• Off limits became something of a quasi-cult film for me. I was in Vietnam with the Marines north and south of Danang in 1968 and once fantasized about hitching a ride down Highway 1 to see Saigon, no small feat as it is something like 580 road miles. But the highway was full of vehicles during the day and you could always catch a ride. I never did get Saigon during the war, but finally did with a group of war vets in 1994. One of my favorite quips in the movie is when Dafoe turns around and finds some South Viet QCs (MPs) coming toward him and says, "We've got mice." That's what we GIs called Viets wearing helmets with QC (Quan Canh) on them. I am now spending several months in Saigon on sort of a temporary assignment, i.e., staying with the in-laws of my Viet wife on a winter break. I would like to see Off Limits again just to critique the city backdrop it used and how realistic it was. I thought this movie could have become a TV mini series but realize it would have been more expensive than China Beach in coming up with SE Asian sets to shoot on. I give it a 7, perhaps too high of a rating, as it goes good on a rainy Saturday afternoon over drinks with friends, especially if they happen to be Vietnam vets.
  • I watched this film on Sky movies the other night, it is called Saigon here in the UK. It is of course set in Saigon and I think if you took this cop thriller and set it in LA or New York it would just be another average cop film. What makes it different is the setting and the backdrop of the Vietnam conflict. I must admit though I guessed the murderers identity about halfway through the film. It was also refreshing for the guy not to get the girl as it were! A decent if a quite forgotten film.
  • Gregory Hines and Willem Dafoe make an excellent team in this unusual murder mystery set in Vietnam.Actual filming overseas add to the realism.Anyone ever serving in the Pacific can attest to that.The soundtrack was great, using music not usually heard in most of the Vietnam movies.Supporting actors performances were also very good ( Fred ward, Amanda Pays ).I have collected all the Vietnam movies and rate this one of the best.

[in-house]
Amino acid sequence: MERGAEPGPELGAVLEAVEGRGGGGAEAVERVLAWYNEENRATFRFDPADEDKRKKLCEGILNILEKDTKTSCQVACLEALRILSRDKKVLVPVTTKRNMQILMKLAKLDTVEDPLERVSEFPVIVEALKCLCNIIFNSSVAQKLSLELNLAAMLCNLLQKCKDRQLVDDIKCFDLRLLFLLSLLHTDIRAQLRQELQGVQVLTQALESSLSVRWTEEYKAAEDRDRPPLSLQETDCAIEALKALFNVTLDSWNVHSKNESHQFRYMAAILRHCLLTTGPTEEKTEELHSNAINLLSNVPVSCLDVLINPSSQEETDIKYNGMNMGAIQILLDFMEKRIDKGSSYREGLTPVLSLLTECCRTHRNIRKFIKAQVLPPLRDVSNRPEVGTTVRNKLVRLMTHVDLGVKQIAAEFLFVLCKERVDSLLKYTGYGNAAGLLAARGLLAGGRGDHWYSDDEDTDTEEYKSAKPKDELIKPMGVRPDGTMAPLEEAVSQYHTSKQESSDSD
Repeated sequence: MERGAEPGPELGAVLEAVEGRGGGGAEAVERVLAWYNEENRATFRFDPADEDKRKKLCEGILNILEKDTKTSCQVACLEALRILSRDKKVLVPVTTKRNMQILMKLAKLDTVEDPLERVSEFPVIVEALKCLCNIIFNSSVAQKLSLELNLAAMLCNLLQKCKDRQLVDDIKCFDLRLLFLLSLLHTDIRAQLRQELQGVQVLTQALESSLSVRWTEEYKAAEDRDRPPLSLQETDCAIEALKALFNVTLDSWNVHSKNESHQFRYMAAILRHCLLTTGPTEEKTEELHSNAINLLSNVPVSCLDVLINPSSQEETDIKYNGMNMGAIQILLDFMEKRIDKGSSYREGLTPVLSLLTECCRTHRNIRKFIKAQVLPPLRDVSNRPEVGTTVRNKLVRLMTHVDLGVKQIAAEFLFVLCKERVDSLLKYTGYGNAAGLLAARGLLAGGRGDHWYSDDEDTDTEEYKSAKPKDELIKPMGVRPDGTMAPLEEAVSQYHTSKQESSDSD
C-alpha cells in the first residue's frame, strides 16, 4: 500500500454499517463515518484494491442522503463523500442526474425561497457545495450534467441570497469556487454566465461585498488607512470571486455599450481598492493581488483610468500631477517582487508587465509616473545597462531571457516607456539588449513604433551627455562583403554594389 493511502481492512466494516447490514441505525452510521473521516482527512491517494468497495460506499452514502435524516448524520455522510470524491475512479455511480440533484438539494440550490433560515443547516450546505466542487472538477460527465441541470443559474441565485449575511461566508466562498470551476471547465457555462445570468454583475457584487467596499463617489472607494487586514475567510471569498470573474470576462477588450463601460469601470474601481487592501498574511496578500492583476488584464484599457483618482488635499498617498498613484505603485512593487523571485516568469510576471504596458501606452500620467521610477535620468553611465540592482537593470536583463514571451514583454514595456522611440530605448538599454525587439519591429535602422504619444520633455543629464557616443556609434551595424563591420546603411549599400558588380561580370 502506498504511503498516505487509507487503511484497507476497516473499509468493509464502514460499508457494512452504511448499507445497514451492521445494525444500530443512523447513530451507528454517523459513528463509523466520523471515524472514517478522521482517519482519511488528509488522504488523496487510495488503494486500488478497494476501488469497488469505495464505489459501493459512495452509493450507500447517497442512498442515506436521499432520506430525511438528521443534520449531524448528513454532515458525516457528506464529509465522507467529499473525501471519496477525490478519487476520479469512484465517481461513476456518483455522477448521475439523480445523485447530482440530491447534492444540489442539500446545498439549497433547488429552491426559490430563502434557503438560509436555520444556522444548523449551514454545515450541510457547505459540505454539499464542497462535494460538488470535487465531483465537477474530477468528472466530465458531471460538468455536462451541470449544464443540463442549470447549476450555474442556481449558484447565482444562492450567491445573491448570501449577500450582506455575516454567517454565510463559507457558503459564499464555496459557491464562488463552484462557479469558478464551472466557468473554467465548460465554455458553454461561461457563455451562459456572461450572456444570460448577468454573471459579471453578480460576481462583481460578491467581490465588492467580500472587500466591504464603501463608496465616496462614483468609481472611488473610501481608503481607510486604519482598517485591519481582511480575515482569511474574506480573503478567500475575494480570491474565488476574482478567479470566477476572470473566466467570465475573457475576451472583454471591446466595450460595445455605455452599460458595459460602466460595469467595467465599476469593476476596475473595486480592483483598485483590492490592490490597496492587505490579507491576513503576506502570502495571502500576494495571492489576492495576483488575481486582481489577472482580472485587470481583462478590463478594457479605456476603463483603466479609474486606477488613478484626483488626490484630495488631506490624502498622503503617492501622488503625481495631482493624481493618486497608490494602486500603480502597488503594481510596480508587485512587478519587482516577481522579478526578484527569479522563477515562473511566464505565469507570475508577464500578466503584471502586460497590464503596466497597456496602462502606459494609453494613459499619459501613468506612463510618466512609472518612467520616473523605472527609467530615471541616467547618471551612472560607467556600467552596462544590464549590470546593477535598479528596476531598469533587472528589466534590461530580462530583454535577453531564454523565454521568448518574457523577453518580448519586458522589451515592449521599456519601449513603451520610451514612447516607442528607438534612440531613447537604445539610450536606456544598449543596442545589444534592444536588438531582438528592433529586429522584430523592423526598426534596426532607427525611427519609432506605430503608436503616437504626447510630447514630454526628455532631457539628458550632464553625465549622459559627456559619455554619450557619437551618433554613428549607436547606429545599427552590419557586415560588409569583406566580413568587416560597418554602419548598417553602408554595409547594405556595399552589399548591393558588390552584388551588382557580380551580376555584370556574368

• During the sixties,Anataole Litvak made "the night of the generals".A nazi officer was on a prostitutes murder's trail in Varsaw,Poland:and it seemed that the culprit was a general (check the title).That script was absurd -in Varsaw,during WW2,there was worse,to say the least!-and dubious taste.

    So back in Saigon,during the Vietnam war.Two cops are on a prostitutes ' murder's trail...and it seems that this killer is a general....Well you get the picture.

    Well,it's not that bad.It's rather entertaining,thanks to Dafoe's good performance.A lot of things do not rise above routine:the two cops who ,of course, are very different,the de rigueur swearwords ,and strip tease galore.What's more interesting is the conflict between the American cops and their local colleagues ,although it's much too superficial,as the Dafoe/nun 's relationship is.Unlike Litvak's Polish extravaganza in which we soon know the murderer's name,"off limits' is a whodunit,saving his identity for the last minutes.

    Best moment:although over the top,the scene on the plane where two simultaneous questionings take place gives goosepimples.
  • Warning: Spoilers
    The Army has always wondered what side army CID is on so said Colonel Smokin' Joe Woodward to me many years ago. This film may answer good Colonel's question. In Vietnam the USACIDC worked for the VC.

    Following string of prostitute murders, Buck McGriff (Willem Dafoe) and his partner Albaby Perkins (Gregory Hines) are on the case. The suspects are all high ranking officers. Everyone including the ARVN (Army of The Republic of South Vietnam) QC (South Vietnamese Military Police) stand in their way. Only a French nun Sister Nicole (Amanda Pays) is of grudging assistance.

    Along the trail, they're kidnapped by troops fiercely loyal to their Colonel, witness US war crimes called playing helicopters, and finally take a taxi to VC headquarters to consort with Charlie himself.

    Yet despite their many adventures the answer has always been staring them in the face.

    Much of the film has been borrowed from WWII movies: In Vietnam with rotation and change over troops weren't quite as loyal to each other, their commanders or their units as had been the case in previous wars. The sidestory of the love affair with the French nun comes straight from HEAVEN KNOWS MR ALLISON; in the 1960s catholic nuns regularly left the convent to marry.